I pour coffee (YOU) set up to brew on a timer last night. (YOU) do this for me every night. 

I walk to the living room, open the blinds, switch on one floor lamp. I survey the street, asleep. I sit Indian-style on the wooden chair in front of the desk (YOU) gave me when we got married. My ankle bones need to be situated so they don’t get sore. I work on my novel for an hour. 

I hear (YOU) and (you) stirring in the back of the house. And the dog. I continue to push through my work, trying for a complete hour, trimming and shortening, making descriptions leaner, always searching for the right title. The dog comes out to see me. She rests her precious, soft head on my lap. I break to let her out, replenish my coffee, use the loo.

(YOU) married me when I was twenty-two. I hear the bed groan as (YOU) rise to sit on the edge, then stand.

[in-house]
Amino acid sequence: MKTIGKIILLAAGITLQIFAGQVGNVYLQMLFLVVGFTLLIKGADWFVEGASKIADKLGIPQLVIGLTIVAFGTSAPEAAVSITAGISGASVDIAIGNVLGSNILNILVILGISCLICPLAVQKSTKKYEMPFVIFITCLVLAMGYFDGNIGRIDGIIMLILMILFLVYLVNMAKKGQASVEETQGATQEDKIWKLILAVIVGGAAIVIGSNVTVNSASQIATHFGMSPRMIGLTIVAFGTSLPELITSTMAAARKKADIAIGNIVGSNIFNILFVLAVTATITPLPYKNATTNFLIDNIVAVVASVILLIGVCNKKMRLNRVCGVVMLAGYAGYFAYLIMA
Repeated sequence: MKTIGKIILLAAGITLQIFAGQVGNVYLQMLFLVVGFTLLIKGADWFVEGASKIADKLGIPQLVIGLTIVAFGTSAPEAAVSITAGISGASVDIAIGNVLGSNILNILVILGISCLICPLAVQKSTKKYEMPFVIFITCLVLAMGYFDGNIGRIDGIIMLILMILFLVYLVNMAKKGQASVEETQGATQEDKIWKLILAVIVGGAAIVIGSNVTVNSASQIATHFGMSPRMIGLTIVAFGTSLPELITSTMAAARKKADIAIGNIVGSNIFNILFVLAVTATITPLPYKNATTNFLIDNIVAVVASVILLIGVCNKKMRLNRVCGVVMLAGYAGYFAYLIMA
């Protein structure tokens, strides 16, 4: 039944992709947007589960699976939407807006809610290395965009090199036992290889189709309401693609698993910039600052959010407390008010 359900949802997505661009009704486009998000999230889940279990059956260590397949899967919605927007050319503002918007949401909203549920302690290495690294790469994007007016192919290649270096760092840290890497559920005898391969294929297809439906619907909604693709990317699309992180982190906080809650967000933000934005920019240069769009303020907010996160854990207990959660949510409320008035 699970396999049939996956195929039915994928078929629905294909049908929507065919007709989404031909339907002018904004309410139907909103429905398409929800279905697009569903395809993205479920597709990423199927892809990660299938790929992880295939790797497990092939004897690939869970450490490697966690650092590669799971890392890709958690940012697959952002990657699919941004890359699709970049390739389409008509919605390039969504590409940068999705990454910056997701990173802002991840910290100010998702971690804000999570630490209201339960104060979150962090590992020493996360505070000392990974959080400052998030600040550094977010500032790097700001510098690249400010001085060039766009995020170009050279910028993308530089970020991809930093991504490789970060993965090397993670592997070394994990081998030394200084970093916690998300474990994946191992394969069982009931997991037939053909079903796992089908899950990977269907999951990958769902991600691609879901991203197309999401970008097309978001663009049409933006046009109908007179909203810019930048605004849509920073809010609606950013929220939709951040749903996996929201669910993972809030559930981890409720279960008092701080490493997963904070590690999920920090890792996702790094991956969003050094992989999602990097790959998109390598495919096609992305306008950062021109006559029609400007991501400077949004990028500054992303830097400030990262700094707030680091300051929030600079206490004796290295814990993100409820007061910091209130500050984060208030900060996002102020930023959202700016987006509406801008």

I hear (you) giggling in your crib.

(YOU) leave for work, and (you) watch from the front window, pressing your hands against the glass. (you) have dimples for knuckles.

I make a smoothie for (you) of spinach, bananas, yogurt and peanut butter. I was so relieved (you) weren’t allergic. When (you) eat, a lot of it ends up on the floor or in your seat. Some in your belly button, your ears, your hair so it hardens. I don’t mind because the dog cleans the floor and your seat, and the bath cleans your body.

We go for a walk, usually an hour, with friends or without. When we go without friends I listen to TED talks or This American Life or an audio book I borrowed from the library. I watch pajama feet kick wildly, and when I peek in, (you) smile at me.